COMPARATIVE INVENTORY & OIL STORAGE REPORT MAY 5, 2021 (2021-18)

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Net Zero, Gross Delusion

World government and business leaders sound committed to meaningful reduction of carbon emissions.

This is delusional.

The world economy is about 79% dependent on fossil energy. Substitution with non-fossil energy cannot happen fast enough to both reduce emissions and sustain present levels of economic activity and growth. Fossil fuels cannot be abandoned because production of non-fossil energy requires substantial carbon use.

For those who think that transport is the main use of internal combustion engines, think again. Of the 165 million internal combustion engines manufactured in 2020, less than half (78 million) were for automotive use. Agriculture, manufacturing, power generation, forestry and construction accounted for the other 53%.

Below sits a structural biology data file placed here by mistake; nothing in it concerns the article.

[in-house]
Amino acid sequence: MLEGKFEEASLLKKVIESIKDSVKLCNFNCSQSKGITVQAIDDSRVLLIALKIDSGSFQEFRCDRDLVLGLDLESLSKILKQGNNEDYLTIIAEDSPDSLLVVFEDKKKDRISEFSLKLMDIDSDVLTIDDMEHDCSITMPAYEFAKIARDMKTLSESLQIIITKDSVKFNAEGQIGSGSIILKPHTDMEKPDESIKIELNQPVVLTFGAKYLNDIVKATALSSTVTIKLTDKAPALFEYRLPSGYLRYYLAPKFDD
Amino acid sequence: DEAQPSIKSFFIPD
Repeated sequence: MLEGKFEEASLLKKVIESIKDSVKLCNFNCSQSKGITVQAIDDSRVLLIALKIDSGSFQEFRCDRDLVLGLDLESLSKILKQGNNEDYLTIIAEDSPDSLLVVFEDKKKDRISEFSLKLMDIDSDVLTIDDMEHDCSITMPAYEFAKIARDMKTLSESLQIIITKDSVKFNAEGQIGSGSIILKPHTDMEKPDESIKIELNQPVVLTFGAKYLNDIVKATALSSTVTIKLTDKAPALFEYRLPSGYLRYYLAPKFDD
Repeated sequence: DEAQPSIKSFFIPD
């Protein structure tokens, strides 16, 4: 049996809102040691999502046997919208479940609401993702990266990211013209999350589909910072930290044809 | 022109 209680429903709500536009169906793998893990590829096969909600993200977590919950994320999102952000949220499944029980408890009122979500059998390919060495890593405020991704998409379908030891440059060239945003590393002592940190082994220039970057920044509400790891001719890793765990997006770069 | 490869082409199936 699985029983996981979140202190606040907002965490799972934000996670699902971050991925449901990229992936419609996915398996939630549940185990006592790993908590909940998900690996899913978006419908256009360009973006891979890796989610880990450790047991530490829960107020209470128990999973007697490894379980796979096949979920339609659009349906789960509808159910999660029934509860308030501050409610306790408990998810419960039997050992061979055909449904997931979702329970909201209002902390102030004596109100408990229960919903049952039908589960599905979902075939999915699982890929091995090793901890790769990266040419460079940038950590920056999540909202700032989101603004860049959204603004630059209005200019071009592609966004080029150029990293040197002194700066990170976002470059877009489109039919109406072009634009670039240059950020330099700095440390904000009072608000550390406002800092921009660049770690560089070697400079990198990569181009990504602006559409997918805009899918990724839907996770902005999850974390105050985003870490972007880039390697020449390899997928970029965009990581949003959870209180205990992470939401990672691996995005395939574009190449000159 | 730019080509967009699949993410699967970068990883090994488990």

For all of the net-zero emphasis on EVs, the transportation sector accounted for only 16% of global greenhouse gas emissions in 2020 (Figure 1). The industrial sector was the greatest source at 29% followed closely by agricultural at 28% and residential-commercial at 18%.

Figure 1. Transportation accounted for 16% of global greenhouse gas emissions in 2020. Source: World Resources Institute, Our World in Data & Labyrinth Consulting Services, Inc.

Energy is a system. A path to lower global emissions cannot be found by attacking one of two components without considering the state and inter-relationships of those to other parts of the system.

Energy consumption is unquestionably the largest source of greenhouse gas emissions and fossil fuels are the source of 79% of the world’s energy. It is, therefore, reasonable to assume that fossil energy is the biggest emission problem. It is, however, unreasonable to assume that this problem can be solved by substituting different energy types for fossil energy.

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ART BERMAN NEWSLETTER: MAY 2021 (2021-4)